DIT Student Health Centre scoops National Award
DIT’s Healthcare professionals acknowledged for improving patient communication
14th May 2012: The Dublin Institute of Technology (DIT) Student Health Centre was amongst the winners at today’s Crystal Clear MSD Health Literacy Awards for their project, ‘No Umbrella Campaign.’ At a ceremony in Dublin, the DIT Student Health Centre team was awarded for their project, which they developed after noticing that many young men were not attending testing for sexually transmitted infections (STIs) as they feared a painful and invasive test called an ‘Umbrella Test.’ DIT won first place in the category, ‘Best Project in General Practice’ for developing a simple but effective campaign to reassure the students that this test was no longer necessary and that STI testing is simple and easier than ever before. They did this by using a colourful, humorous and clearly designed poster that dispels the ‘umbrella’ myth and removes any fear associated with testing.
Pictured from left, Conor McGinnity, joint winner for his RTÉ Radio 1 documentary, My Dads Depression; Dr Inez Bailey, director, NALA; Deirdre Adamson and Louise O'Donnell, joint winners, DIT Student Health Centre; and Dr Neil Boyle, managing director, MSD. Photograph: Shane ONeill / Fennells
“The DIT Student Health Centre’s project showed a clear understanding of the false impressions that young men have about STI screening. They used humour and clear visuals to communicate their message in this innovative and easy-to-replicate campaign,” said Dr Gerardine Doyle, UCD School of Business and chairperson of the Crystal Clear Awards judging panel.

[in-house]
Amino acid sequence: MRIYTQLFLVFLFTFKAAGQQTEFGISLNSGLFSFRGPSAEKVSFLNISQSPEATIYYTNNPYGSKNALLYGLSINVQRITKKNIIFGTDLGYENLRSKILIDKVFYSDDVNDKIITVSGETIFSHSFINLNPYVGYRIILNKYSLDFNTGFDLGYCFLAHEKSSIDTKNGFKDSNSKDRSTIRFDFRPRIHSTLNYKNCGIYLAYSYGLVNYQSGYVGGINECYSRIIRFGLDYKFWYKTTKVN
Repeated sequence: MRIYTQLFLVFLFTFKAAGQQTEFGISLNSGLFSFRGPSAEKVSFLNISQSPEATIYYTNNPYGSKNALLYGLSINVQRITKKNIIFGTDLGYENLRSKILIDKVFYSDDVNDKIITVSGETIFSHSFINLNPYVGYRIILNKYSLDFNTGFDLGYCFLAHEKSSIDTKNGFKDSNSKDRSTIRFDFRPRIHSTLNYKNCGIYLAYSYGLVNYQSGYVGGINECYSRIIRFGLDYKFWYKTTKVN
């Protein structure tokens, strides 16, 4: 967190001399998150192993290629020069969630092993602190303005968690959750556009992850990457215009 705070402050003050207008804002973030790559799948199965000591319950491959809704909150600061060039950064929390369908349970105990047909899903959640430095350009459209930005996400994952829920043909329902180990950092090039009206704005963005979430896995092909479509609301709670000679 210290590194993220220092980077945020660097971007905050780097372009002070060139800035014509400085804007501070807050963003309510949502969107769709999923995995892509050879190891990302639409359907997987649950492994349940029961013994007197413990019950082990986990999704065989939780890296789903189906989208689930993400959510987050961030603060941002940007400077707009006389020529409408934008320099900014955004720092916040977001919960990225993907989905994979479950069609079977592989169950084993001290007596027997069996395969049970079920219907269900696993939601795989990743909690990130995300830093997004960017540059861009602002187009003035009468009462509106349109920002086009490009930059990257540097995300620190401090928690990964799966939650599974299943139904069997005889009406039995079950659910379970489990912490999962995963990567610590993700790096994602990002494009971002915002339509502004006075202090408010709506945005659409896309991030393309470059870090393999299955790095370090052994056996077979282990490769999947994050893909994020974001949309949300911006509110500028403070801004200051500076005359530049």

Deirdre Adamson, Conor McGinnity and Louise O'Donnell
Speaking about her team’s win, Louise O’Donnell, Practice Nurse, DIT Student Health Centre, said, “We are delighted to have won a Crystal Clear MSD Health Literacy award. It is an honour to be recognised for our work. When we saw that uptake amongst our target group was low, we knew that we had to communicate in a way that would resonate with them. This has proven to be highly effective as it has not only promoted sexual health amongst our total student population, but it has also resulted in an improvement in their overall health and well-being.’’
Louise O'Donnell, Conor McGinnity and Deirdre Adamson
DIT’s winning initiatives was selected from nearly 150 entries which had to demonstrate how they addressed the issue of health literacy. Health literacy is a person’s ability to understand and use basic health information, whether they receive it in writing, in person or over the phone. Health literacy also involves a person having the knowledge to understand their options and make informed decisions about their own health.
Deirdre Adamson, Louise O'Donnell, and Conor McGinnity
Speaking at the awards ceremony, Ms Ciara O'Rourke, judge and External Affairs Director, MSD, said, “Four out of ten people in Ireland have trouble with health literacy and can have difficulty understanding health information. That is why it is so heartening to see so many initiatives that are helping patients to have a better understanding of their health. All the winners and finalists that have been recognised today have empowered patients to take a more active role in the management of their own lifestyle, condition or illness and so make more informed decisions about their own health.”